In the Forex market, all the positions have to be expired at 10 P.M. GMT every day. Fortunately, that does not mean that you will have to close out all your trades. What will happen, is the broker will roll over the open positions automatically, which means they will be exchanged (swapped) for new positions.
When you hold a position overnight, the liquidity provider has to do the rollover process. But the two currencies are not valued at the same price. The difference in the value of the two currencies resides in the interest rate differential – the difference between the benchmark interest rates in two countries.
The larger the interest rate differential, the larger the impact from rollovers. The narrower the interest rate differential, the smaller the effect from rollovers. You can find information on interest rate levels of the major currencies on most financial-market websites.
For a long position in the AUD/USD, for example, you have a benchmark interest rate of 2.5% for the Australian Dollar and a corresponding 0.250% for the U.S. Dollar. This usually translates into a favorable SWAP for you, because you took a long position into a high-yielding currency while being short the lower yielding one. As a consequence, you will be credited in the form of a positive SWAP. This is basically what a standard SWAP operation consists of.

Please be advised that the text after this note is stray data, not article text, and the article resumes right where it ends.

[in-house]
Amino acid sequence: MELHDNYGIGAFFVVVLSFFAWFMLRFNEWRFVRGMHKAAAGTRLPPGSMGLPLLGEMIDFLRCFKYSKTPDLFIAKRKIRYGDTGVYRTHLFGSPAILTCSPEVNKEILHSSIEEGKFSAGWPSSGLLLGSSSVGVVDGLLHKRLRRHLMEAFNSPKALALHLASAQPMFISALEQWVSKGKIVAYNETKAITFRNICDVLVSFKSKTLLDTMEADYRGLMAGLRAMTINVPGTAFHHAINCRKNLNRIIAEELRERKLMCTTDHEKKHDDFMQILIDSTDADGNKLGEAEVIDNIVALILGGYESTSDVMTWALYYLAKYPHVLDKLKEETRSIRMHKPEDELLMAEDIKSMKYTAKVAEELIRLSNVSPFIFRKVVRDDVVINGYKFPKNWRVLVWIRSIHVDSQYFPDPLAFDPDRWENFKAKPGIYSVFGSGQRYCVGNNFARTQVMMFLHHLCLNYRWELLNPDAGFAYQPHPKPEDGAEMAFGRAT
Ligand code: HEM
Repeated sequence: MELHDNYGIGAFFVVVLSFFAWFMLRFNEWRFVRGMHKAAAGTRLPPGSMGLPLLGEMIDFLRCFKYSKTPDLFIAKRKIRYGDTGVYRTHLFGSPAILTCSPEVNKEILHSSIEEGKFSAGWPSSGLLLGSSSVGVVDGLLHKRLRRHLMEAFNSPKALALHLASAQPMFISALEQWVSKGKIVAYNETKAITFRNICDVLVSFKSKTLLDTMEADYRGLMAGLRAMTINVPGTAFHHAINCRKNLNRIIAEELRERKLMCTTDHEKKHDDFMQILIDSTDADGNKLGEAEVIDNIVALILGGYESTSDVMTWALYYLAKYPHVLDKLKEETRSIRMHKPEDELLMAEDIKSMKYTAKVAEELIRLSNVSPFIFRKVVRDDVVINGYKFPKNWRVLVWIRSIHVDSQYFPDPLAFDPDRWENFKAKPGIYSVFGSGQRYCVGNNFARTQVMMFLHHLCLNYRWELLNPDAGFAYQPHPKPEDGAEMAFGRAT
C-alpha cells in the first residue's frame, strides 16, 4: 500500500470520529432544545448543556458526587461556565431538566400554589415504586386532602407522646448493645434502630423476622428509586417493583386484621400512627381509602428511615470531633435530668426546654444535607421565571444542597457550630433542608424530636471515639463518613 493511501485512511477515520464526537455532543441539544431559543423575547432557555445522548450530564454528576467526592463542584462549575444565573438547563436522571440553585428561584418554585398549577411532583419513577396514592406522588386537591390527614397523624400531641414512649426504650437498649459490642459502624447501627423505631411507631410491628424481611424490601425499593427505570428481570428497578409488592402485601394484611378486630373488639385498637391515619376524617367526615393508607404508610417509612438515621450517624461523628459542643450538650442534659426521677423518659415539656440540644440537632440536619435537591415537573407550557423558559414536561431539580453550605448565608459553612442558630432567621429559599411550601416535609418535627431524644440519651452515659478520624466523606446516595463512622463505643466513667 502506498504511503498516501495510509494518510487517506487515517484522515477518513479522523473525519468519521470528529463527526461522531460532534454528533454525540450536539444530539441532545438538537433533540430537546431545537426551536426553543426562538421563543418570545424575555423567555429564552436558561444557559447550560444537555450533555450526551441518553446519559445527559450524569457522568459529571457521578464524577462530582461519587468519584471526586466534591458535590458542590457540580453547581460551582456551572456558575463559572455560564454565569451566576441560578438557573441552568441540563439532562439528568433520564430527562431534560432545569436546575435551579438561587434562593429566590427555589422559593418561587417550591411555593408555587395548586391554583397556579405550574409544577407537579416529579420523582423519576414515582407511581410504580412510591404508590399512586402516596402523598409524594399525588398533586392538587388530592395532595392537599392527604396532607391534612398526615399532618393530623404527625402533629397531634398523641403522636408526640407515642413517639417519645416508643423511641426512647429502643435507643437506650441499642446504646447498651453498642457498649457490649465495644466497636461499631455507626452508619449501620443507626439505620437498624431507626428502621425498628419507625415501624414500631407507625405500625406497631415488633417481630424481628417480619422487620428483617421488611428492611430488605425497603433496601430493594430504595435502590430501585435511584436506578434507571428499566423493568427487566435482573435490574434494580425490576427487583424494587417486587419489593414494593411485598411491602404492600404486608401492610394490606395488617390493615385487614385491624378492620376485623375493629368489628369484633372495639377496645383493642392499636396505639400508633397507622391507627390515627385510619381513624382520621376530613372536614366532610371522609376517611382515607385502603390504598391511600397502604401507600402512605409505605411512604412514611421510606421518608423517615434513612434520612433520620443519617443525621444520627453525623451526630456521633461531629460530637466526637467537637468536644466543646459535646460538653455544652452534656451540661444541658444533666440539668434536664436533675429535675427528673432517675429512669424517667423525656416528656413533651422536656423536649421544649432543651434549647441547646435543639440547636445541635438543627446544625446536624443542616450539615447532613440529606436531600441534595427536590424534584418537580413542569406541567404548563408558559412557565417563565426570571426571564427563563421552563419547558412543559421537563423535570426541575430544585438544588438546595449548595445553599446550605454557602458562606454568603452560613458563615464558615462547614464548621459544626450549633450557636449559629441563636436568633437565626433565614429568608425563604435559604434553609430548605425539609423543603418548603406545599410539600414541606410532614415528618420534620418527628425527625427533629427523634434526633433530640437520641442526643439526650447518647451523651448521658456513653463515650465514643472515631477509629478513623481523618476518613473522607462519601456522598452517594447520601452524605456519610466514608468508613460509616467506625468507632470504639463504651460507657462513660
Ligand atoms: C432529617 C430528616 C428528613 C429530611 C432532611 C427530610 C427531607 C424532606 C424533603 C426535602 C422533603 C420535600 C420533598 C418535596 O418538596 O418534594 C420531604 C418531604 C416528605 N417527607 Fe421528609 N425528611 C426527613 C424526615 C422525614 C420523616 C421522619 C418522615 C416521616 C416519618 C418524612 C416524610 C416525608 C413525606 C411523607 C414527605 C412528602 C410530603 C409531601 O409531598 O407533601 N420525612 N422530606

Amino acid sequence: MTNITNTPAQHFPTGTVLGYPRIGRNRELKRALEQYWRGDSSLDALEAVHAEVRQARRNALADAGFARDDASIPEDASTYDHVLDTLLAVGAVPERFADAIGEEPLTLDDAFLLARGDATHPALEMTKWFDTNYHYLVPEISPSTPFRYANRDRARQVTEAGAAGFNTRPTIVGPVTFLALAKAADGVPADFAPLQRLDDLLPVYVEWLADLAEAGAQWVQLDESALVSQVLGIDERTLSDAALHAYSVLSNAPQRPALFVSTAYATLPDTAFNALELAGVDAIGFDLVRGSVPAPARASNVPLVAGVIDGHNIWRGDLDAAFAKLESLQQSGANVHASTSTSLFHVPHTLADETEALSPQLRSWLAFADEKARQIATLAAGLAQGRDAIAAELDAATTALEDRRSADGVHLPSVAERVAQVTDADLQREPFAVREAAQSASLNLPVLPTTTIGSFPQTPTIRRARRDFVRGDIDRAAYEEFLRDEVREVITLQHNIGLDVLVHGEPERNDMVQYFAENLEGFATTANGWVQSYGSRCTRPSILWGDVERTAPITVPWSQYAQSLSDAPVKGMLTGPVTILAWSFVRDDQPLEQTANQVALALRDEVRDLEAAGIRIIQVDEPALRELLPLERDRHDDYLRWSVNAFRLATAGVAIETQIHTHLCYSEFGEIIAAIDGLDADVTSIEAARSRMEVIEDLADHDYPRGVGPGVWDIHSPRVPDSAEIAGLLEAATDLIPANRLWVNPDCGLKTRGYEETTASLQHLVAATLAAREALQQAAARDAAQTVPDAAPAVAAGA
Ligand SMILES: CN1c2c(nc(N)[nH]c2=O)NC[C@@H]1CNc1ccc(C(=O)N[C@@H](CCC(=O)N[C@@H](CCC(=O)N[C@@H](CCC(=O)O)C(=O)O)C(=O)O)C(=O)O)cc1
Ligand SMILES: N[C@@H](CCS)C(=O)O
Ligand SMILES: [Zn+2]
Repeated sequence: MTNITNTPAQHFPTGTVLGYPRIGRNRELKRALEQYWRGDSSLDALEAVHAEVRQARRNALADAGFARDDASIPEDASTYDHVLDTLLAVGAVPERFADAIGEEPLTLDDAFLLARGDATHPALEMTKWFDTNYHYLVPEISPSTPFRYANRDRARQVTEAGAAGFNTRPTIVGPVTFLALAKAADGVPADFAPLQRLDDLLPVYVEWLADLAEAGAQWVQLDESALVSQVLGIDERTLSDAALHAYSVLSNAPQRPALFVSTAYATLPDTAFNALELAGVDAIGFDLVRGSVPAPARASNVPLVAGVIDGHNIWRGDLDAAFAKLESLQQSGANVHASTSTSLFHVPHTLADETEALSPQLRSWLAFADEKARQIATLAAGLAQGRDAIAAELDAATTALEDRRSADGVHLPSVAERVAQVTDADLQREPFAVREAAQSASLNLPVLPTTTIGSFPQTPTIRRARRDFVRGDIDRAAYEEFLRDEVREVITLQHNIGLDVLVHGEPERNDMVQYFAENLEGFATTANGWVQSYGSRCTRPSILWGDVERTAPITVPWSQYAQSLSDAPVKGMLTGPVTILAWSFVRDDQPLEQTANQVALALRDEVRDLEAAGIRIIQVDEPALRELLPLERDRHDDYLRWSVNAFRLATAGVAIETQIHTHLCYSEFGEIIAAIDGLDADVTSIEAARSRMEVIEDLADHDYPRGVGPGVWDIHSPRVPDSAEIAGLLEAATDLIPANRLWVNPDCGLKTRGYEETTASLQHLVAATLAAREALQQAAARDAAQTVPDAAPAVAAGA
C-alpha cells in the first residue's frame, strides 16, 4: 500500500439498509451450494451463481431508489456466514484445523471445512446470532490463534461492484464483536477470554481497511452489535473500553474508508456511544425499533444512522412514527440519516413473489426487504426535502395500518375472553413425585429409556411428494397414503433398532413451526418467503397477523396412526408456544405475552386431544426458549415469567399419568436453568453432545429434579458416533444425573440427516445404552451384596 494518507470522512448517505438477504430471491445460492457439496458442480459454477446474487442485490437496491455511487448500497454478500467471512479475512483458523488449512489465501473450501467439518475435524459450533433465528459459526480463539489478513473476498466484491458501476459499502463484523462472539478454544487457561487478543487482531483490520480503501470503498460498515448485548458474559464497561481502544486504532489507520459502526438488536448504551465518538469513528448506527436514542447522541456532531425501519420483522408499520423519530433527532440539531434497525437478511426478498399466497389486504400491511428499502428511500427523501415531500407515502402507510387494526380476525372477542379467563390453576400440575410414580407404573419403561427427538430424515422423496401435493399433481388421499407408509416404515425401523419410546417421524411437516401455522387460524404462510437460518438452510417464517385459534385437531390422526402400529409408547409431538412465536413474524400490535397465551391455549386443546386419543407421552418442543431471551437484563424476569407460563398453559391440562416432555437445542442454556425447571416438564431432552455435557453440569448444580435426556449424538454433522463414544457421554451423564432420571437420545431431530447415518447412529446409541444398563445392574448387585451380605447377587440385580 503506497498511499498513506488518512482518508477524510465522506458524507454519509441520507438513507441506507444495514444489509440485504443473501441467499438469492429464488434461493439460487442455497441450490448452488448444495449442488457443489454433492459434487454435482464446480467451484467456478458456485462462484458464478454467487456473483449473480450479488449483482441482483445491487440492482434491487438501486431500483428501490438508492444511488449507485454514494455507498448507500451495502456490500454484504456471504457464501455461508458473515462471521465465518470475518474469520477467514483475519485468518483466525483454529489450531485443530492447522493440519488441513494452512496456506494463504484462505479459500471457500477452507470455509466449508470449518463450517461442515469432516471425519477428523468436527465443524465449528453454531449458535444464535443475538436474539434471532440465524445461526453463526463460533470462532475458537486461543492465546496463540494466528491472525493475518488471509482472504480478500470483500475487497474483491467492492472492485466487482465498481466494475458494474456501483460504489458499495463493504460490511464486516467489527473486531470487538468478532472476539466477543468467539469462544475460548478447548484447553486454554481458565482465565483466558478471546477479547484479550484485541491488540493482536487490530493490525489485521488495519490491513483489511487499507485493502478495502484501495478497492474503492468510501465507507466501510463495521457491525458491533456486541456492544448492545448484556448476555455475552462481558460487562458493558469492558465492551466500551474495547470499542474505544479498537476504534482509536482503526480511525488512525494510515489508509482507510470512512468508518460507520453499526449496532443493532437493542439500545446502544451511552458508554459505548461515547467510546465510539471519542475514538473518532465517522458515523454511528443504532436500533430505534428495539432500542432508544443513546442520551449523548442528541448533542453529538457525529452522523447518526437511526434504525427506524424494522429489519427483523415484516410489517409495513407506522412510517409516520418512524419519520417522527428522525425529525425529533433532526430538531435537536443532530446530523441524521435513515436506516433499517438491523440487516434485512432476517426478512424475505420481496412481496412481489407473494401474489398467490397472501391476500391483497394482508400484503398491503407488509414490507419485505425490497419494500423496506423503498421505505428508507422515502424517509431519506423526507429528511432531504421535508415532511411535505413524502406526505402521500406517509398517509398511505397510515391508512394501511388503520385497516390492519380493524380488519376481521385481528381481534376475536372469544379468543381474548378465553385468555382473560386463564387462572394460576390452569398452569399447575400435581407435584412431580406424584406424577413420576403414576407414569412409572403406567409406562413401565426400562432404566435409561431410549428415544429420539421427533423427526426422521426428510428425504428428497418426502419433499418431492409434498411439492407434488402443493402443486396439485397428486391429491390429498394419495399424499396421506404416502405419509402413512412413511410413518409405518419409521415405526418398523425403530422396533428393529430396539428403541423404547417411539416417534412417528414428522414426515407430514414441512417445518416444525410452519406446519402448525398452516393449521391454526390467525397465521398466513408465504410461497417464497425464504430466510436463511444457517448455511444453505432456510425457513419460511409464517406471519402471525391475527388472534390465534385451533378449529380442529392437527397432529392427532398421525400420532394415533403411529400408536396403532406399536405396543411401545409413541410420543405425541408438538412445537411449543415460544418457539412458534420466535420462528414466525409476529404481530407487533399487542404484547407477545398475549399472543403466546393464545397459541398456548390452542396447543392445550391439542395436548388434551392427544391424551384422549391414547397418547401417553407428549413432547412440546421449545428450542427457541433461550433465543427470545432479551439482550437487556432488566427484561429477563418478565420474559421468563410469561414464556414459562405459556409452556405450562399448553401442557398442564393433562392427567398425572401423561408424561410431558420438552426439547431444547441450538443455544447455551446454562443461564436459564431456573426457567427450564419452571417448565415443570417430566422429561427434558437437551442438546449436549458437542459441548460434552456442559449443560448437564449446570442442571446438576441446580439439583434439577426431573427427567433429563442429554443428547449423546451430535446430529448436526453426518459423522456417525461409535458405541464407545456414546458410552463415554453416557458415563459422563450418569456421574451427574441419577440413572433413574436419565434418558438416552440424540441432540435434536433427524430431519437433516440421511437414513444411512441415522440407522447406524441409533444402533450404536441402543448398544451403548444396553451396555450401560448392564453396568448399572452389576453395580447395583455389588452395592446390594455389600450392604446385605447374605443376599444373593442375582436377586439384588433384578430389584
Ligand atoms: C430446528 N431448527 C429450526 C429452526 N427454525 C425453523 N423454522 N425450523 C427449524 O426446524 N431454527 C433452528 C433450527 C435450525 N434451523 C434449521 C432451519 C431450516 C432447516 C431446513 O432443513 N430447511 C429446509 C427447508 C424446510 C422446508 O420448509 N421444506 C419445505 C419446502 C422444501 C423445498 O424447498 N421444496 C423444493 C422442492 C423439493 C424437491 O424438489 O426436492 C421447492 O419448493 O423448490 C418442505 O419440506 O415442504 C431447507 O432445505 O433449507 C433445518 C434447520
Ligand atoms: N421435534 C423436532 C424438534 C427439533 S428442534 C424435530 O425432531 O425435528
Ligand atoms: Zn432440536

A favorable SWAP is essentially a guaranteed profit, and this is exactly what some investors try to exploit via carry trades. Unlike most strategies for the Forex market, carry trading does not hinge upon exploiting changes in the value of a currency pair but instead aims at exploiting the interest rate differentials in the currency pairs.
Keep in mind:
- If you are long and the base currency has a higher interest rate than the quote currency, you will profit from the swap effect.
- If you are short and the base currency has a higher interest rate than the quote currency, the swap will result in a loss.
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